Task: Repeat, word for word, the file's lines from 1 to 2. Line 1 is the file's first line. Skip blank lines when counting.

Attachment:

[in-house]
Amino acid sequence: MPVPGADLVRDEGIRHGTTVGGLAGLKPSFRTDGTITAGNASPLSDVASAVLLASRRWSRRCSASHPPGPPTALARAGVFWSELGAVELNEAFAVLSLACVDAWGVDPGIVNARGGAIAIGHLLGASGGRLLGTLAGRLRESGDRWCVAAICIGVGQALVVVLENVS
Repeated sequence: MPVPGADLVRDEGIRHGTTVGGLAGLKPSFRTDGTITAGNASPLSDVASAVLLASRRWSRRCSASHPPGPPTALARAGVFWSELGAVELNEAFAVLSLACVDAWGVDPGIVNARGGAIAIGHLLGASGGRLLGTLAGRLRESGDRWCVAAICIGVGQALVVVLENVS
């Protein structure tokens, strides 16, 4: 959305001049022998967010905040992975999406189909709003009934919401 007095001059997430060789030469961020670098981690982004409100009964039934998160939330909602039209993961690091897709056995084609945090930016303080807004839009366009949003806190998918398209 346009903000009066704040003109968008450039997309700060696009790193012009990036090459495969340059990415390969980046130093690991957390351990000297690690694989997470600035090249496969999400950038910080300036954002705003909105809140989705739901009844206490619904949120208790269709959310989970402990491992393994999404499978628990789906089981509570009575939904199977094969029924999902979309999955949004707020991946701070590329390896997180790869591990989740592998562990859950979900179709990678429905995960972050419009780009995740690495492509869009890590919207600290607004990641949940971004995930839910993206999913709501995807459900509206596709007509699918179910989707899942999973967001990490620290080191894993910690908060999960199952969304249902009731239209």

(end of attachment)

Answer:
[in-house]
Amino acid sequence: MPVPGADLVRDEGIRHGTTVGGLAGLKPSFRTDGTITAGNASPLSDVASAVLLASRRWSRRCSASHPPGPPTALARAGVFWSELGAVELNEAFAVLSLACVDAWGVDPGIVNARGGAIAIGHLLGASGGRLLGTLAGRLRESGDRWCVAAICIGVGQALVVVLENVS